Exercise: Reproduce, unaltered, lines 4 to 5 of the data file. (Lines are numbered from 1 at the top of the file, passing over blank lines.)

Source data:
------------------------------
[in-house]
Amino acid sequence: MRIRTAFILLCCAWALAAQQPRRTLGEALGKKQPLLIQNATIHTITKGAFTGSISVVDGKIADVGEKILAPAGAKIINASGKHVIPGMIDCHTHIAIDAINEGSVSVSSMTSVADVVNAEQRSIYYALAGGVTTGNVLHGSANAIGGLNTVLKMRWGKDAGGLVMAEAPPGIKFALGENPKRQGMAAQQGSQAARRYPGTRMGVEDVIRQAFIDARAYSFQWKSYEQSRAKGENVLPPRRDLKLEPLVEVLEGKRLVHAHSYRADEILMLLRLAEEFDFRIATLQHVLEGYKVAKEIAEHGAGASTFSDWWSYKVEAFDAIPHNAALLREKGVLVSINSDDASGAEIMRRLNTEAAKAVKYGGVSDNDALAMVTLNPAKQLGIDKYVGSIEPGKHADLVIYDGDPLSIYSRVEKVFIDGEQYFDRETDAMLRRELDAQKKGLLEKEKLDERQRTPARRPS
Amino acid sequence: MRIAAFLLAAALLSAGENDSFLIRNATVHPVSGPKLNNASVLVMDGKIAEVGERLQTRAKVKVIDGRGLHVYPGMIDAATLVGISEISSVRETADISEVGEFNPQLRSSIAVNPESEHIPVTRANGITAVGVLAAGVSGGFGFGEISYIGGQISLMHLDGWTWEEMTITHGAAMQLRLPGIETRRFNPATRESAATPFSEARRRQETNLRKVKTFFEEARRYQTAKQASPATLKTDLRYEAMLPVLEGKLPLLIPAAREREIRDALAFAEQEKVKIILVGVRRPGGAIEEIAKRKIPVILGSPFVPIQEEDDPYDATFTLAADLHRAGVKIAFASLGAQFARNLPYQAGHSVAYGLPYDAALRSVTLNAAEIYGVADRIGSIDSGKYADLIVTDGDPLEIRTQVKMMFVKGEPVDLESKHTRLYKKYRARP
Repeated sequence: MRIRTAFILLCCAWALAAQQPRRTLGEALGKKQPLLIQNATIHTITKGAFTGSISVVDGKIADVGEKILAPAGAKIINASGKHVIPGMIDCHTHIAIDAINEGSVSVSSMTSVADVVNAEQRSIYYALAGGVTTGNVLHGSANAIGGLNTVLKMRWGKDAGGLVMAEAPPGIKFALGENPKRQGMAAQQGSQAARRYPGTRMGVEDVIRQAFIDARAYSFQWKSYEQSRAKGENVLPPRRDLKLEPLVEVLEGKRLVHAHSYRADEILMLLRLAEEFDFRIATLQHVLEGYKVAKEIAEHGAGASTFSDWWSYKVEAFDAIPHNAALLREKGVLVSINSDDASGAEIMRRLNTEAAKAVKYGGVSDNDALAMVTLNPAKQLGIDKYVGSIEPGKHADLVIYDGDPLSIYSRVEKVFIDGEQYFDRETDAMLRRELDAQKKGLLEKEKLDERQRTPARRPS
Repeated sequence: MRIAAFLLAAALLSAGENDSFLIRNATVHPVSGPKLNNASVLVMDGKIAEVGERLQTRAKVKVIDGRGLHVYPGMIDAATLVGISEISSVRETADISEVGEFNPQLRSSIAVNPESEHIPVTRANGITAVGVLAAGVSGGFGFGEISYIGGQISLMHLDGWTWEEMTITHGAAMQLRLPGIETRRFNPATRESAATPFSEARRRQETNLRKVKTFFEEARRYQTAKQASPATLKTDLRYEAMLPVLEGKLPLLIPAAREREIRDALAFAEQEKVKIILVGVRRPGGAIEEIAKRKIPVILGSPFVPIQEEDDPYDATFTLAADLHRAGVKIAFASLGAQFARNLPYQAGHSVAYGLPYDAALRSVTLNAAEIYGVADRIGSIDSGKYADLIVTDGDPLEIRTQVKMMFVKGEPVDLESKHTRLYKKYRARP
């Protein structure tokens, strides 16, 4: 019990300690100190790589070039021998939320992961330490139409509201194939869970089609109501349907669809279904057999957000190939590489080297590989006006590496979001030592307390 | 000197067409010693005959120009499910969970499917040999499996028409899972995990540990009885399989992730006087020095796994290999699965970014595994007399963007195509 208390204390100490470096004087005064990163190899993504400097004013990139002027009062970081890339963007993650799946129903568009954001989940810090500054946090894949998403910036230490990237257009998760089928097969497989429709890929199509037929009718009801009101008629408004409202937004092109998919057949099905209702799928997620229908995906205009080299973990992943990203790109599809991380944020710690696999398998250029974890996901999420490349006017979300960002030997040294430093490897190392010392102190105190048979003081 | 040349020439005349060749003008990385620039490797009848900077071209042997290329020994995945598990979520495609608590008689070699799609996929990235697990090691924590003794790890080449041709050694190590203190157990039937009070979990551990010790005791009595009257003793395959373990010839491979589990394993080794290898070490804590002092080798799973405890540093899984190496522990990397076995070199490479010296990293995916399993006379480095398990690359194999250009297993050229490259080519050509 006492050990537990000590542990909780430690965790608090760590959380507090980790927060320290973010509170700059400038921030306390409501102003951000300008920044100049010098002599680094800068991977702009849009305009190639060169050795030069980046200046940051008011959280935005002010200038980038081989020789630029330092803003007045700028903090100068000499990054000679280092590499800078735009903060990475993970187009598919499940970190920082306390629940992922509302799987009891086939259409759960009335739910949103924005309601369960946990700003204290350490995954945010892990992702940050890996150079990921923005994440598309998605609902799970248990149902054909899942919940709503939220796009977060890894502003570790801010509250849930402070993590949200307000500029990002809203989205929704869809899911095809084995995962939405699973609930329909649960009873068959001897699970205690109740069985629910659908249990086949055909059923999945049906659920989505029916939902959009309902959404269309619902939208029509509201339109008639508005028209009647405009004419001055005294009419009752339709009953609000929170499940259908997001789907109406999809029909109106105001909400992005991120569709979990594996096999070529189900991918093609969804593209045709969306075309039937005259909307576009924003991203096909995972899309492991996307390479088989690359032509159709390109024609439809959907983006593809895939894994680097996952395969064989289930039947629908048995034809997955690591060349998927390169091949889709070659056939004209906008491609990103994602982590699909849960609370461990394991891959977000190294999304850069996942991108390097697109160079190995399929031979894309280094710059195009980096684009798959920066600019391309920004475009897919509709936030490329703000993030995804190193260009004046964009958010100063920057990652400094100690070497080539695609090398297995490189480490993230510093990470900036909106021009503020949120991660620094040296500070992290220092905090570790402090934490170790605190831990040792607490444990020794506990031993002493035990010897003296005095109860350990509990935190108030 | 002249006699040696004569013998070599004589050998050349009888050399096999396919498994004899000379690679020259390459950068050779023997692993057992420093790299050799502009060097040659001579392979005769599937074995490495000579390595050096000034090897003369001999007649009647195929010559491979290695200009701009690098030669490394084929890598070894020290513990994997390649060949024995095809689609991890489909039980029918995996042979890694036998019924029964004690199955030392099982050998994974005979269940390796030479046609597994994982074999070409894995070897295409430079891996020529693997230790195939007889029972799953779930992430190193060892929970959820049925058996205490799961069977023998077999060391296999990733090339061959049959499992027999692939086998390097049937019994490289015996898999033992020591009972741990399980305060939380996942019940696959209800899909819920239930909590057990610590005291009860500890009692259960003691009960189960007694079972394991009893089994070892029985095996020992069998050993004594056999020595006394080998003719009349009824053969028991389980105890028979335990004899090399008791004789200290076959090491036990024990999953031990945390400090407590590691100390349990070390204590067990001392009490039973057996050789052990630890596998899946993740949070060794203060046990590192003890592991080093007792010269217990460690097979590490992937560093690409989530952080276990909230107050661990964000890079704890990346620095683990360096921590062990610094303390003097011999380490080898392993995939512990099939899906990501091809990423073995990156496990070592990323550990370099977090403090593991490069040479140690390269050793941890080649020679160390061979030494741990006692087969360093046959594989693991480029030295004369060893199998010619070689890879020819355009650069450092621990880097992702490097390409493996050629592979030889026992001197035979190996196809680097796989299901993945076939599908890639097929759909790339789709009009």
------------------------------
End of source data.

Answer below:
Repeated sequence: MRIRTAFILLCCAWALAAQQPRRTLGEALGKKQPLLIQNATIHTITKGAFTGSISVVDGKIADVGEKILAPAGAKIINASGKHVIPGMIDCHTHIAIDAINEGSVSVSSMTSVADVVNAEQRSIYYALAGGVTTGNVLHGSANAIGGLNTVLKMRWGKDAGGLVMAEAPPGIKFALGENPKRQGMAAQQGSQAARRYPGTRMGVEDVIRQAFIDARAYSFQWKSYEQSRAKGENVLPPRRDLKLEPLVEVLEGKRLVHAHSYRADEILMLLRLAEEFDFRIATLQHVLEGYKVAKEIAEHGAGASTFSDWWSYKVEAFDAIPHNAALLREKGVLVSINSDDASGAEIMRRLNTEAAKAVKYGGVSDNDALAMVTLNPAKQLGIDKYVGSIEPGKHADLVIYDGDPLSIYSRVEKVFIDGEQYFDRETDAMLRRELDAQKKGLLEKEKLDERQRTPARRPS
Repeated sequence: MRIAAFLLAAALLSAGENDSFLIRNATVHPVSGPKLNNASVLVMDGKIAEVGERLQTRAKVKVIDGRGLHVYPGMIDAATLVGISEISSVRETADISEVGEFNPQLRSSIAVNPESEHIPVTRANGITAVGVLAAGVSGGFGFGEISYIGGQISLMHLDGWTWEEMTITHGAAMQLRLPGIETRRFNPATRESAATPFSEARRRQETNLRKVKTFFEEARRYQTAKQASPATLKTDLRYEAMLPVLEGKLPLLIPAAREREIRDALAFAEQEKVKIILVGVRRPGGAIEEIAKRKIPVILGSPFVPIQEEDDPYDATFTLAADLHRAGVKIAFASLGAQFARNLPYQAGHSVAYGLPYDAALRSVTLNAAEIYGVADRIGSIDSGKYADLIVTDGDPLEIRTQVKMMFVKGEPVDLESKHTRLYKKYRARP